In-vitro evaluation of coronary stents

M. Umezu*, Y. Horikiri, K. Iwasaki, T. Fujimoto

*Corresponding author for this work

Research output: Contribution to journalArticlepeer-review

1 Citation (Scopus)


In-vitro evaluation of various kinds of clinically available coronary stents has been performed in order to establish a standard test methodology. First, a silicone tube with an internal diameter of 3 mm was fabricated as a model for the coronary artery. The model provides an equivalent Young's modulus to the natural vessel. Then, changes in the ratio of the stent diameter (elastic recoil) were measured after deflation of an inserted balloon. Radial changes caused by external pressure on the tube were also measured (radial strength). As a result, elastic recoil remained within 6% at the maximum, and radial strength decreased linearly with a range of 0-200 mmHg. The maximum of radial strength was 5% at 200 mmHg. Secondly, an artificial coronary circuit was developed and installed into a pulsatile flow-type mock circulatory system, where arterial pressure and flow waveforms could be reproduced that were similar to those of the human coronary arteries. The pulsatile flow test revealed that a subsequent change in stent diameter was achieved by a change in a pulsatile coronary flow. However, the maximum change amounted to only 1.5% in the radial direction.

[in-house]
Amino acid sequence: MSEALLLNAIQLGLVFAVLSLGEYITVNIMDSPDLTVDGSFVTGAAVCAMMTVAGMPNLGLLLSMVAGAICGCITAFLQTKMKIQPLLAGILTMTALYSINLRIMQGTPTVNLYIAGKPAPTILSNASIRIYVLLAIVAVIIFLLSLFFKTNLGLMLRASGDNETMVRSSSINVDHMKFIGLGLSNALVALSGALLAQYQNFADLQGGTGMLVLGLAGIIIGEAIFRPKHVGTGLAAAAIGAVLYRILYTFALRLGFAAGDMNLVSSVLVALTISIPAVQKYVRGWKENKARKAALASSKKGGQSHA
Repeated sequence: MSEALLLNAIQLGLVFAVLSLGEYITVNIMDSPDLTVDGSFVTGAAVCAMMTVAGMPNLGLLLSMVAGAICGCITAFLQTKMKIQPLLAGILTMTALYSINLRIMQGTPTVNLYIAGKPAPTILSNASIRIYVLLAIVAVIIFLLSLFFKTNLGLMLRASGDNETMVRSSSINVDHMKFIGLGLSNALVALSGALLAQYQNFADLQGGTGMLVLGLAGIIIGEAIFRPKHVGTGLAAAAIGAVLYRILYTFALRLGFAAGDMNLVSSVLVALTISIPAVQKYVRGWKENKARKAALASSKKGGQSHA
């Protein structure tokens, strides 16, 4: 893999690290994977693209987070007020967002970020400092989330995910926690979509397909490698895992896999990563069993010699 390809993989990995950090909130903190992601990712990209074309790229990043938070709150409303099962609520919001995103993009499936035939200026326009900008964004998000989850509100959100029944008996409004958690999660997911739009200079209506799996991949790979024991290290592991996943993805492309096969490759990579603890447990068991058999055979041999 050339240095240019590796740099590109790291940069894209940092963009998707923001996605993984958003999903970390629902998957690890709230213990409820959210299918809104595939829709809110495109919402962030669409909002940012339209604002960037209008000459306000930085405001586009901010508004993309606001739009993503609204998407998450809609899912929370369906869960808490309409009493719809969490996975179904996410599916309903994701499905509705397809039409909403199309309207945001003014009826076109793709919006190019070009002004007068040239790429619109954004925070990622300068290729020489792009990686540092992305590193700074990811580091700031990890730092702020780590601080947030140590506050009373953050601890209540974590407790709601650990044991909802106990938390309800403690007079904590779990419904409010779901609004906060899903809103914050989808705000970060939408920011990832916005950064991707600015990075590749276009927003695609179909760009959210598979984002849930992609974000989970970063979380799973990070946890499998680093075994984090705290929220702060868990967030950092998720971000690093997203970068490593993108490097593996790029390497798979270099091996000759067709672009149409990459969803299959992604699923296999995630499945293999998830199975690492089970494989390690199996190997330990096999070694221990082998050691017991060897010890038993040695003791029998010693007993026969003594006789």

Original languageEnglish
Pages (from-to)99-104
Number of pages6
JournalJapanese Journal of Artificial Organs
Issue number1
Publication statusPublished - 2000 Dec 1


  • Coronary circulation
  • Coronary stent
  • Delivery balloon catheter
  • Elastic recoil
  • Radial strength
  • in-vitro testing

ASJC Scopus subject areas

  • Biophysics


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